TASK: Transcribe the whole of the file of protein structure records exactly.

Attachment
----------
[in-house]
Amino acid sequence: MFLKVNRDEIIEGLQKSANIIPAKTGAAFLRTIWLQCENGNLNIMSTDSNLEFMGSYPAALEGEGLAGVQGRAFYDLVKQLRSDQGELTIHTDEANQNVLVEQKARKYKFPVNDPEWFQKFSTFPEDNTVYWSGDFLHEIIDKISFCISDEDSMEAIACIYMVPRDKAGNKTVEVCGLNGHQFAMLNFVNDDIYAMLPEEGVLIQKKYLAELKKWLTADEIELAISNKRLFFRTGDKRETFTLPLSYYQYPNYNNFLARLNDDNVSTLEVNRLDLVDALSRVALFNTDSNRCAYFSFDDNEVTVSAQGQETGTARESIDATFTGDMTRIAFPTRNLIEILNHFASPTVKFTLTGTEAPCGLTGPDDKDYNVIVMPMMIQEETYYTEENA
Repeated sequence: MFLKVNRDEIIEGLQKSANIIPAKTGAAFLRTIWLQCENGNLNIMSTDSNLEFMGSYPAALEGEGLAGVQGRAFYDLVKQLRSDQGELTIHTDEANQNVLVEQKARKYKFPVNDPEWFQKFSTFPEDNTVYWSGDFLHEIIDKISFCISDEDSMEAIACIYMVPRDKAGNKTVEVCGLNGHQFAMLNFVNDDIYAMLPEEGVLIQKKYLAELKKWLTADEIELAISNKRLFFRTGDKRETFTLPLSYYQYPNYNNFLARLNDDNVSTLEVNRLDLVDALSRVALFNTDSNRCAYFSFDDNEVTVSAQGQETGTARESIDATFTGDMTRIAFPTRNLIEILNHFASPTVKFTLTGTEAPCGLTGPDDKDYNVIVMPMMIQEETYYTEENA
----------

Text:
[in-house]
Amino acid sequence: MFLKVNRDEIIEGLQKSANIIPAKTGAAFLRTIWLQCENGNLNIMSTDSNLEFMGSYPAALEGEGLAGVQGRAFYDLVKQLRSDQGELTIHTDEANQNVLVEQKARKYKFPVNDPEWFQKFSTFPEDNTVYWSGDFLHEIIDKISFCISDEDSMEAIACIYMVPRDKAGNKTVEVCGLNGHQFAMLNFVNDDIYAMLPEEGVLIQKKYLAELKKWLTADEIELAISNKRLFFRTGDKRETFTLPLSYYQYPNYNNFLARLNDDNVSTLEVNRLDLVDALSRVALFNTDSNRCAYFSFDDNEVTVSAQGQETGTARESIDATFTGDMTRIAFPTRNLIEILNHFASPTVKFTLTGTEAPCGLTGPDDKDYNVIVMPMMIQEETYYTEENA
Repeated sequence: MFLKVNRDEIIEGLQKSANIIPAKTGAAFLRTIWLQCENGNLNIMSTDSNLEFMGSYPAALEGEGLAGVQGRAFYDLVKQLRSDQGELTIHTDEANQNVLVEQKARKYKFPVNDPEWFQKFSTFPEDNTVYWSGDFLHEIIDKISFCISDEDSMEAIACIYMVPRDKAGNKTVEVCGLNGHQFAMLNFVNDDIYAMLPEEGVLIQKKYLAELKKWLTADEIELAISNKRLFFRTGDKRETFTLPLSYYQYPNYNNFLARLNDDNVSTLEVNRLDLVDALSRVALFNTDSNRCAYFSFDDNEVTVSAQGQETGTARESIDATFTGDMTRIAFPTRNLIEILNHFASPTVKFTLTGTEAPCGLTGPDDKDYNVIVMPMMIQEETYYTEENA